Bulletin
Investor Alert
×

April 23, 2019, 11:30 p.m. EDT

H&R Block co-founder Henry Bloch dies at 96

new
Watchlist Relevance
LEARN MORE

Want to see how this story relates to your watchlist?

Just add items to create a watchlist now:

or Cancel Already have a watchlist? Log In

By James R. Hagerty

Henry Bloch, who died Tuesday at age 96, nearly blew his chance to become the "H" in H&R Block.

Mr. Bloch and his younger brother Richard, who ran a small, struggling bookkeeping firm in Kansas City, Mo., in the mid-1950s, saw tax preparation as peripheral to their business and planned to eliminate it. But one client, John White, an ad salesman for the Kansas City Star, urged them to try running ads offering to prepare individuals' federal and state taxes for $5. The ads brought in such a flood of business they decided to focus on tax returns.

"We knew we had a winning poker hand," Mr. Bloch said later. H&R Block now has about 12,000 company-owned and franchised offices world-wide.

They succeeded partly because they made their firm's name -- an easier-to-pronounce version of Bloch -- synonymous with tax preparation. They also benefited from the ever-growing complexity of tax rules.

"You can either have a simple tax return or a fair tax return, but you can't have both," Henry Bloch told a Swedish business magazine in 1986.

He was a fixture in 1980s TV commercials touting 17 reasons for individuals to dump their wads of receipts and W-2 forms on the desk of an H&R Block employee rather than risking their own calculations. He promised H&R Block would find deductions unimagined by the do-it-yourself crowd. "What can we find for you?" he intoned.

Mr. Bloch's TV salesmanship was so admired that Subaru of America Inc. hired him as a pitchman for its cars in the late 1980s.

His success allowed him to collect French impressionist paintings, a hobby he took up while touring France with his family in the 1970s. In 1975, he commissioned Andy Warhol to paint a portrait of his wife, Marion. Mr. Bloch, assuming that the artist would want a plush backdrop, rented a hotel suite with a fireplace in New York. Mr. Warhol showed up with a Polaroid camera to record Mrs. Bloch's image and edited the fireplace out of the portrait.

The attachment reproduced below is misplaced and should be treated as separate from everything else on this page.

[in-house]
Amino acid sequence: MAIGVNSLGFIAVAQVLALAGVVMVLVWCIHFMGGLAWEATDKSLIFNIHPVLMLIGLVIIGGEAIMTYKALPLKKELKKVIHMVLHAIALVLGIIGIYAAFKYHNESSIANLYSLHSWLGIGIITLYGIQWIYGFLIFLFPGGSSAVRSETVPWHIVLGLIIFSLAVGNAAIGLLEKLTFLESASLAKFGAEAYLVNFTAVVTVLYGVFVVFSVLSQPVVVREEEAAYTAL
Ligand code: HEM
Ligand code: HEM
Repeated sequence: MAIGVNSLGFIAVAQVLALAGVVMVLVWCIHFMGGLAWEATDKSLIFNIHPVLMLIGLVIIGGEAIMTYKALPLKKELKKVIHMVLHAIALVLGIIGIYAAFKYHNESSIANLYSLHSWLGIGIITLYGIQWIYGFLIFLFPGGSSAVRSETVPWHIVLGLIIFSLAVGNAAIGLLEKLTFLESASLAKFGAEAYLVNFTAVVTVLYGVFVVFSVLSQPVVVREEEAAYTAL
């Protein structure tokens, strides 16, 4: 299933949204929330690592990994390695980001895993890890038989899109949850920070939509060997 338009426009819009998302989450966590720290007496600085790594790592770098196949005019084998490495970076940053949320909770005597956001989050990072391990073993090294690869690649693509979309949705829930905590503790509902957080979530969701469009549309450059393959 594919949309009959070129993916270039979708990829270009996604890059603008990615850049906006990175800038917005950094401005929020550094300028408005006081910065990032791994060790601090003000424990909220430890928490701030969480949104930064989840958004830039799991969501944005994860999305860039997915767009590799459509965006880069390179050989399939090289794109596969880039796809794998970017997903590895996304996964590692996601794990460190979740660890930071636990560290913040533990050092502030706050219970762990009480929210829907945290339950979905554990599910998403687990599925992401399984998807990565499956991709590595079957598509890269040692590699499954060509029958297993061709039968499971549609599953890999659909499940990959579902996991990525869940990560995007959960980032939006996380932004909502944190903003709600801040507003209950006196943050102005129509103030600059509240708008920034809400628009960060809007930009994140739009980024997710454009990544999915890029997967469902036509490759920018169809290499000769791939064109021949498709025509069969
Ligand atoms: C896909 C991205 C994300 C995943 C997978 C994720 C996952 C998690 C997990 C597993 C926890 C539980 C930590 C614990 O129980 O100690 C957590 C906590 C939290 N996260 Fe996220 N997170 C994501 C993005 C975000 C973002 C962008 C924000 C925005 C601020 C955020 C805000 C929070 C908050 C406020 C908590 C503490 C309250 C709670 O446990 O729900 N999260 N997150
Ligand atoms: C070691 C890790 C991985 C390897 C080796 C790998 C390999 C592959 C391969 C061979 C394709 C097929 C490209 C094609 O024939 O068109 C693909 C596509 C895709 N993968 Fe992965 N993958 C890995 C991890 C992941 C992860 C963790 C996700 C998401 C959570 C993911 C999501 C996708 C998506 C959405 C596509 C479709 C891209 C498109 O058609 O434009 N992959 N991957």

The Blochs later donated works by artists including Monet, van Gogh, Cézanne and Renoir to the Nelson-Atkins Museum of Art in Kansas City. He also was a major backer of the management school of the University of Missouri-Kansas City, among other causes.

Henry Wollman Bloch was born July 30, 1922, and grew up in Kansas City, where his father was a lawyer. He earned a bachelor's degree in math at the University of Michigan in 1944. During World War II, he served in the Army Air Corps as a navigator on B-17 bombers and survived 32 combat missions over Germany.

Mr. Bloch planned a math-teaching career, but his mother urged him to aim higher. After an unhappy year as a stockbroker in Kansas City, he teamed up with his older brother, Leon, to offer bookkeeping and other services to small firms. When Leon Bloch left the company to study law, their brother Richard took his place.

Henry Bloch was named president of H&R Block in 1962, when the company went public, and added the title of CEO in 1974. He retired as CEO in 1992 but remained chairman until 2000.

His son Tom, who succeeded him as CEO in 1992, resigned three years later to become a math teacher. "I want to give of myself in ways that aren't possible in my current position," Tom Bloch told The Wall Street Journal in 1995 when he announced his decision to leave the firm co-founded by his father. Tom Bloch recalled that his father was deeply disappointed but said: "I want you to do what you want to do."

Henry Bloch is survived by Tom and three other children, 12 grandchildren and 19 great-grandchildren. His wife, Marion, died in 2013. They were married for 62 years.

In a 2015 interview with the Kansas City Star, Mr. Bloch recalled that he often brought his children along on business trips when they were young. "When I met with one of our managers, I didn't want to stay up all night talking, so if I had one of my children with me I could say I got to get my son or my daughter to bed. That worked really well."

Write to James R. Hagerty at bob.hagerty@wsj.com

This Story has 0 Comments
Be the first to comment
More News In
Industries

Story Conversation

Commenting FAQs »
Link to MarketWatch's Slice.